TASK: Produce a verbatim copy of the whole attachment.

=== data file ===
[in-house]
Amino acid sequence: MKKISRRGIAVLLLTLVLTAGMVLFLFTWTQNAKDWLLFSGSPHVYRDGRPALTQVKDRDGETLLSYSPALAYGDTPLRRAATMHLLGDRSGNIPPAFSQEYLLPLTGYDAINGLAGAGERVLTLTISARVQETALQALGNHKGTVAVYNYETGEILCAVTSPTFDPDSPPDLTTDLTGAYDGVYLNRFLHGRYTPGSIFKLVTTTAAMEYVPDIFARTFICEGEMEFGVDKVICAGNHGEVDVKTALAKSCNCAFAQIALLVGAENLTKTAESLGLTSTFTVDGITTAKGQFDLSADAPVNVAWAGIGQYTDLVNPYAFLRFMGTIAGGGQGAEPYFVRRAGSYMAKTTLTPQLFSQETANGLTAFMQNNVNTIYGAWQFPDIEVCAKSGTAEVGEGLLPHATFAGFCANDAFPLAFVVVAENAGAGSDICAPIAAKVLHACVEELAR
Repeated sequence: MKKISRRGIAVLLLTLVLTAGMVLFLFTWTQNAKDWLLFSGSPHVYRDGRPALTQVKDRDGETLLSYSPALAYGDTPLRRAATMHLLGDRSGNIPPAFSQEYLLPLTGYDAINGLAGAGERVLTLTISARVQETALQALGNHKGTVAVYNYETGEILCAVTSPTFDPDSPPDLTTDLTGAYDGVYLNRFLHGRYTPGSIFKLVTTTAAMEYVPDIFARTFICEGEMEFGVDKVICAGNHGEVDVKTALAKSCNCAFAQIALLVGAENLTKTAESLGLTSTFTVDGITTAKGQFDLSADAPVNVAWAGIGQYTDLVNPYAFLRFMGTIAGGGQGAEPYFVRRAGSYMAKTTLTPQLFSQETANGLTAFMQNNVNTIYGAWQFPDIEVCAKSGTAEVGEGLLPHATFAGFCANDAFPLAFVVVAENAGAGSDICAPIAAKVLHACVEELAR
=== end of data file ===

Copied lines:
[in-house]
Amino acid sequence: MKKISRRGIAVLLLTLVLTAGMVLFLFTWTQNAKDWLLFSGSPHVYRDGRPALTQVKDRDGETLLSYSPALAYGDTPLRRAATMHLLGDRSGNIPPAFSQEYLLPLTGYDAINGLAGAGERVLTLTISARVQETALQALGNHKGTVAVYNYETGEILCAVTSPTFDPDSPPDLTTDLTGAYDGVYLNRFLHGRYTPGSIFKLVTTTAAMEYVPDIFARTFICEGEMEFGVDKVICAGNHGEVDVKTALAKSCNCAFAQIALLVGAENLTKTAESLGLTSTFTVDGITTAKGQFDLSADAPVNVAWAGIGQYTDLVNPYAFLRFMGTIAGGGQGAEPYFVRRAGSYMAKTTLTPQLFSQETANGLTAFMQNNVNTIYGAWQFPDIEVCAKSGTAEVGEGLLPHATFAGFCANDAFPLAFVVVAENAGAGSDICAPIAAKVLHACVEELAR
Repeated sequence: MKKISRRGIAVLLLTLVLTAGMVLFLFTWTQNAKDWLLFSGSPHVYRDGRPALTQVKDRDGETLLSYSPALAYGDTPLRRAATMHLLGDRSGNIPPAFSQEYLLPLTGYDAINGLAGAGERVLTLTISARVQETALQALGNHKGTVAVYNYETGEILCAVTSPTFDPDSPPDLTTDLTGAYDGVYLNRFLHGRYTPGSIFKLVTTTAAMEYVPDIFARTFICEGEMEFGVDKVICAGNHGEVDVKTALAKSCNCAFAQIALLVGAENLTKTAESLGLTSTFTVDGITTAKGQFDLSADAPVNVAWAGIGQYTDLVNPYAFLRFMGTIAGGGQGAEPYFVRRAGSYMAKTTLTPQLFSQETANGLTAFMQNNVNTIYGAWQFPDIEVCAKSGTAEVGEGLLPHATFAGFCANDAFPLAFVVVAENAGAGSDICAPIAAKVLHACVEELAR